In a few of the latest cars on the market, you can shift gears simply by pressing a button, turning a knob or toggling a little joystick. Yet at the same time, plenty of different automobiles still require drivers to use one foot for the clutch pedal and another for the gas, all when using one hand to control the gear-shift lever through a definite design of positions. And many other current vehicles don’t possess any traditional gears at all within their transmissions.
But regardless of whether a vehicle has a fancy automatic, an old-school manual or a modern-day continuously variable transmission (CVT), each unit has to do the same job: help transmit the engine’s result to the driving wheels. It’s a complicated task that we’ll make an effort to make a bit simpler today, starting with the fundamentals about why a transmission is needed to begin with.
Let’s actually begin with the normal internal combustion engine. As the fuel-air mix ignites in the cylinders, the pistons begin upgrading and down, and that motion is used to spin the car’s crankshaft. When the driver presses on the gas pedal, there’s more fuel to burn in the cylinders and the whole process moves quicker and faster.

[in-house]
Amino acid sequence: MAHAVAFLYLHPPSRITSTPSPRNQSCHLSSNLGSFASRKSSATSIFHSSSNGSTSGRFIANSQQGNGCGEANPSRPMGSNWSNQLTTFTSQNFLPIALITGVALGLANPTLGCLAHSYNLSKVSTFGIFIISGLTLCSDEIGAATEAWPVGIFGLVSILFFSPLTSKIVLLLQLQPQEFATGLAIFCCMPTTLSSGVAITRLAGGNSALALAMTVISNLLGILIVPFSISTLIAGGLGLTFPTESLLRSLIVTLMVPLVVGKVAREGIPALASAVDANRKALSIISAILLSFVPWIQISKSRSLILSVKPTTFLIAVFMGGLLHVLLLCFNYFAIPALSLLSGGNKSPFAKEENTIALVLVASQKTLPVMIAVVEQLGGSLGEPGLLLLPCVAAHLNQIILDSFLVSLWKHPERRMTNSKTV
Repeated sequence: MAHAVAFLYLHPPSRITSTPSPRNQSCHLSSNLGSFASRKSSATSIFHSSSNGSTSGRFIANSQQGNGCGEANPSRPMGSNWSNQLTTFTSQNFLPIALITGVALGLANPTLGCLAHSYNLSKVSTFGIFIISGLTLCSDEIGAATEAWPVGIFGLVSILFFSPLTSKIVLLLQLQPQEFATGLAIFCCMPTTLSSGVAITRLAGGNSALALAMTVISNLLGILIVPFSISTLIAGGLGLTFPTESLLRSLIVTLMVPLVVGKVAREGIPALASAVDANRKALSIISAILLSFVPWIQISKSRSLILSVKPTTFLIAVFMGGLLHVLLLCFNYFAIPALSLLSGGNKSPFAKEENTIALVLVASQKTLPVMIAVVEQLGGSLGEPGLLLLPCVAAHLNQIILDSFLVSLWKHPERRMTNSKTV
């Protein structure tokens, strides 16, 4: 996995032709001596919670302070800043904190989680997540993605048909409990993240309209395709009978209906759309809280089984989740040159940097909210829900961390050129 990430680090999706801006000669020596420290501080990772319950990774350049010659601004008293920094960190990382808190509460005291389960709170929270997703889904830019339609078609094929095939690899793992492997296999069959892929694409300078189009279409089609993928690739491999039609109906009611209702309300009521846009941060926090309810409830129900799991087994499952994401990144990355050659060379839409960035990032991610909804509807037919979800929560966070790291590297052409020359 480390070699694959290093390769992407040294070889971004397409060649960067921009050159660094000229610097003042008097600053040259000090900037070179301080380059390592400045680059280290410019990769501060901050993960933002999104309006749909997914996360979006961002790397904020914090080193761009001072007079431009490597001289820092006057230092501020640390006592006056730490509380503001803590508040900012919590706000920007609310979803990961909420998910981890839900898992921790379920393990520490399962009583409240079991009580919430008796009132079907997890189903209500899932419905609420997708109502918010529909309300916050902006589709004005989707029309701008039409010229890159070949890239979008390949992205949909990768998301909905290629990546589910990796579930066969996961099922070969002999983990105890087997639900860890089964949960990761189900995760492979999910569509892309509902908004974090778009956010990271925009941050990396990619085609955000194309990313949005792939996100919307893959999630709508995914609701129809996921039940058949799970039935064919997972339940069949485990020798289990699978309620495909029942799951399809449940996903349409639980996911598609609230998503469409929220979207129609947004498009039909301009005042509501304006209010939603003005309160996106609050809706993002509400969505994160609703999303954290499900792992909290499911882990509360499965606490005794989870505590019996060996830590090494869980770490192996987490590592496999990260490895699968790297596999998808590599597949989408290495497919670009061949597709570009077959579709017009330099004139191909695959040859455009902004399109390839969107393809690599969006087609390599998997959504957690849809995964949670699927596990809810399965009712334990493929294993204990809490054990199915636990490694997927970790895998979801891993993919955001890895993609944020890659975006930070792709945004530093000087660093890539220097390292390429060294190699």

What the transmission does is change the ratio between how fast the engine is spinning and how fast the driving wheels are moving. A lower gear means optimum functionality with the tires moving slower compared to the engine, while with a higher gear, optimum performance includes the wheels moving quicker.
With a manual transmission, gear shifting is handled by the driver via a gear selector. A lot of today’s cars have five or six forward gears, but you’ll find older models with Variable Speed Transmission anywhere from three to six forwards gears offered.
A clutch is utilized to transmit torque from a car’s engine to its manual transmission. The various gears in a manual tranny allow the car to travel at different speeds. Bigger gears offer lots of torque but lower speeds, while smaller gears deliver less torque and allow the car travel quicker.